All scientific questions that involve fairly recent discoveries and technology applications, especially those that impact on people’s health, daily lives and livelihoods, must of course be first correctly understood and validated by leading activists, through their own rigorous research and social investigation. This is what differentiates revolutionary activists from sleek demagogues. An alliance between science and activism can make sure that such understanding is brought to public awareness leading to effective mass response.

The Philippine mass movement has no lack of such a scientific mass base. There has long been close cooperation on environmental issues by scientists, research institutions, NGOs advocating ecology issues and people’s rights, and mass organizations, and allies in the academe like in the AGHAM, mass media, even Churches and local officials. Let us recall, for example, the sudden rise in public consciousness about climate change in the aftermath of typhoon Yolanda, when the entire world’s focus was on Philippines as one tragic example.

Through the correct approach and persistence in mass education and propaganda, key scientific terms can soon escape the jargon-house, become part of popular usage, and represent a higher level of mass understanding about important social issues. Just consider, for example, how epidemiology terms and scientific debates have become part of the global public awareness in just the past two years of the Covid pandemic.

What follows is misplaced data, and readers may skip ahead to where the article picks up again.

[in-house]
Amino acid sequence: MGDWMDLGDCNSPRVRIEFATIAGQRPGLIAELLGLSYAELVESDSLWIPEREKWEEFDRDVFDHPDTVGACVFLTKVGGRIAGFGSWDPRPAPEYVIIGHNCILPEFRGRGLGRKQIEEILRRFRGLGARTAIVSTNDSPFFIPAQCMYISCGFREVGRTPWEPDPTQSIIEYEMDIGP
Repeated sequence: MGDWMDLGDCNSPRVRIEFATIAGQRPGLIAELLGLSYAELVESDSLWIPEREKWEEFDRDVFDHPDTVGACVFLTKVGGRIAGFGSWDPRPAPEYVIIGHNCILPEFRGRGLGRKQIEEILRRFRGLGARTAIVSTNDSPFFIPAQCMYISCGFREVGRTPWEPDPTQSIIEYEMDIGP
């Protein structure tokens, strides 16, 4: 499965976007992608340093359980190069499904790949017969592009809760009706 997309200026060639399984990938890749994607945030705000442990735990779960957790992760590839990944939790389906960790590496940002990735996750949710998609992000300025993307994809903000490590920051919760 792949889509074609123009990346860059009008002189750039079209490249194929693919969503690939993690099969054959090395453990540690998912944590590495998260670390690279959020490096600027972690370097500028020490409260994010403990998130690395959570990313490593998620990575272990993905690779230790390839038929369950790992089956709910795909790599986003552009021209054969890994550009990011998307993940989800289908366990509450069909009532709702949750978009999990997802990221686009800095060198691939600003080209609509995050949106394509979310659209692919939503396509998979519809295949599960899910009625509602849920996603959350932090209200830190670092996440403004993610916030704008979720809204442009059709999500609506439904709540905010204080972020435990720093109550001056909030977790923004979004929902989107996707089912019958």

1. How should the mass organizations proceed now that the Glasgow conference has been concluded? How can we ensure that it won’t be another Kyoto Protocol or Paris Agreement – a band-aid solution.

JMS: The mass organizations dedicated to system change and solving the climate crisis should persevere in arousing, organizing and mobilizing the people to condemn the continuing attempts of the US and other imperialist powers to prevent real solutions to the climate crisis and continue to take superprofits from dependency on fossil fuel.

At the same time, they must also expose and oppose the many schemes by big-tech monopolies and big-finance groups for riding on popular “green technologies” but only to strengthen their monopolies, open up new investment niches, and rake in more superprofits, while hiding the fact that they still remain dependent on fossil-fuel corporate consumers (both upstream and downstream on the supply chain).

  1. What about the revolutionary movement, not just in the Philippines but around the world. How can they unite to end climate imperialism?

JMS: There are already international anti-imperialist and democratic united front organizations like the ILPS, ICOR and others which are uniting to fight and end climate imperialism.

The revolutionary movements around the world are of course not the only ones that are fighting to end imperialism as the historical cause of global warming in the industrial era. In recent years, millions have marched in the streets to protest the weak, obscurantist and evasive responses of imperialist states to the climate problem.